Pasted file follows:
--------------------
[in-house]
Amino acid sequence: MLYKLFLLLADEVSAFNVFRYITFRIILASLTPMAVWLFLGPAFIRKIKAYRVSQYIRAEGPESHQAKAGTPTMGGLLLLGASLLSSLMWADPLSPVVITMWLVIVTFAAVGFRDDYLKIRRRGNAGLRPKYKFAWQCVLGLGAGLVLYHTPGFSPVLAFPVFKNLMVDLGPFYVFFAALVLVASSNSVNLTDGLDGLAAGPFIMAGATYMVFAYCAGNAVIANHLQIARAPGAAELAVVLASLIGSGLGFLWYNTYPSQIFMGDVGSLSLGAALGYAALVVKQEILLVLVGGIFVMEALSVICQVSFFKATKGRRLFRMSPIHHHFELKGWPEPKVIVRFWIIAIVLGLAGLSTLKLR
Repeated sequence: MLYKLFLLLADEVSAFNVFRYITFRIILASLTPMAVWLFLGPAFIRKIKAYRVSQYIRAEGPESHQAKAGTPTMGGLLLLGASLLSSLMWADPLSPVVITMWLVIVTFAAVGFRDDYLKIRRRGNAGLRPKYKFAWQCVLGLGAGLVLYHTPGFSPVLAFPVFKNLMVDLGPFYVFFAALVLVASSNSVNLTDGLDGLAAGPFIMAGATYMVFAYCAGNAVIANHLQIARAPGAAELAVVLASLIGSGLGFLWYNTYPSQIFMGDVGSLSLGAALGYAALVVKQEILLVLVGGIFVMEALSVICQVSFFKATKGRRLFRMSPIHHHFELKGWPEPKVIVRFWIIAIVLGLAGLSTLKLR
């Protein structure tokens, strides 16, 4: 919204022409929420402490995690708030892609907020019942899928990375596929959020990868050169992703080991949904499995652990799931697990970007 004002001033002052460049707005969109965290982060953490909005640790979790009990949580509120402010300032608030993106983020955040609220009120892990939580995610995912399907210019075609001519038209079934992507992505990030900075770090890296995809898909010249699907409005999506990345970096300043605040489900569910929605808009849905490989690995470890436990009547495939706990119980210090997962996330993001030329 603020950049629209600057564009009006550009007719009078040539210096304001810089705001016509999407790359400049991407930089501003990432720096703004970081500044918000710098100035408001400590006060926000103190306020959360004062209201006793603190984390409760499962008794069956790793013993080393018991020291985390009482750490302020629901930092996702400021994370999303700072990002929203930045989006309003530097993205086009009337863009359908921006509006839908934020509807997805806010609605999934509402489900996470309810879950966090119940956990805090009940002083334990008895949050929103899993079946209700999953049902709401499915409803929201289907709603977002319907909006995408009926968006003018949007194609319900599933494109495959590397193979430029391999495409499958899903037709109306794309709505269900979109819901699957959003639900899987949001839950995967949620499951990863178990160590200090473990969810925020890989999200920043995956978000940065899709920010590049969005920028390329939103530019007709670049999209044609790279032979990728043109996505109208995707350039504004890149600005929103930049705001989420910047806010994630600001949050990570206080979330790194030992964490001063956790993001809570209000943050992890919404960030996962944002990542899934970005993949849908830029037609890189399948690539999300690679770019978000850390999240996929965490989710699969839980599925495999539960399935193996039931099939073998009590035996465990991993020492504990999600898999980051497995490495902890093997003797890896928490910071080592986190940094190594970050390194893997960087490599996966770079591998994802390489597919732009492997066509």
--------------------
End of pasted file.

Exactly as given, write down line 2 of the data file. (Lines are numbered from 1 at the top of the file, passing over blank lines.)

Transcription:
Amino acid sequence: MLYKLFLLLADEVSAFNVFRYITFRIILASLTPMAVWLFLGPAFIRKIKAYRVSQYIRAEGPESHQAKAGTPTMGGLLLLGASLLSSLMWADPLSPVVITMWLVIVTFAAVGFRDDYLKIRRRGNAGLRPKYKFAWQCVLGLGAGLVLYHTPGFSPVLAFPVFKNLMVDLGPFYVFFAALVLVASSNSVNLTDGLDGLAAGPFIMAGATYMVFAYCAGNAVIANHLQIARAPGAAELAVVLASLIGSGLGFLWYNTYPSQIFMGDVGSLSLGAALGYAALVVKQEILLVLVGGIFVMEALSVICQVSFFKATKGRRLFRMSPIHHHFELKGWPEPKVIVRFWIIAIVLGLAGLSTLKLR